In this Walk the Talk from 2006, Indian Express Editor-in-Chief Shekhar Gupta spoke to Sachin Tendulkar, at first light in Mumbai's Shivaji Park, for a freewheeling interview. Excerpts:
This really is a cradle of so much talent, isn’t it? Shivaji Park.
Yeah, I mean, if you see, a lot of ex-cricketers stay around this park and this is the heart of Mumbai cricket. I grew up right here…myself, Vinod Kambli, Praveen Amre, Lalchand Rajput, all India players, played right here.
Yes, and I find it difficult to imagine that on these surfaces, we used to play without helmets. As you know, now, things have changed completely.
And once you are brought up on these, you could handle anything, I suppose. Right, but tell me a bit more about those days. What was it like to train with… you were very young when you were training and you were playing for India short of 17.
When I started playing here, I mean, I was only 11 or 12, and my brother brought me here, he said, ‘Ok, enough of being naughty in our building and all that’… I used to climb trees, and also fell occasionally … but when I came here, my coach kind of said, ‘No, you still need about six-eight months, come later on’. But my brother had seen me earlier, in our apartments when we used to play downstairs with a tennis ball. And he had seen maybe a spark in me or whatever. But he convinced my coach to give me another opportunity. He knew my coach because he grew up right across there...So I got another opportunity, my brother said, ‘He is really tense right now, you have a look at him tomorrow but don’t stand behind the nets, maybe from a distance’.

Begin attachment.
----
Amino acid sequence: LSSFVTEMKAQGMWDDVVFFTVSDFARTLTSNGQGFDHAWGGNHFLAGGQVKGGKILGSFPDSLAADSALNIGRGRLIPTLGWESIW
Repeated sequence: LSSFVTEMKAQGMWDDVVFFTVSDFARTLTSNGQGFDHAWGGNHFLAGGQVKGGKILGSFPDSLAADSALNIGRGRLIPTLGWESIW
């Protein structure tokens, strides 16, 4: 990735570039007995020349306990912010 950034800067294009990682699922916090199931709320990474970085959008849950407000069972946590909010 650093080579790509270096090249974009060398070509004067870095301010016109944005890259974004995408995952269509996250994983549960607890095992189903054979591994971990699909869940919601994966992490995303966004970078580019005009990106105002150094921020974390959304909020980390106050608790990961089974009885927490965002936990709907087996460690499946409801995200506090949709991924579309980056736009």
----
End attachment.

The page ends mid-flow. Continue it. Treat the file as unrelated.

Your first trial, you didn’t do so well, is it?
I didn’t. My coach had clearly told my brother that he is too young right now and we need to give him another six months.
Did you use a full-size bat or a small bat then?
I used a full-size bat because I had no option. I had to share a bat with my brother that’s how I got used to playing with heavier bats.
We all talk about sibling rivalries, we talk about brothers and sisters competing… in your case, your brother seems to be a parent-like figure in your life, isn’t it?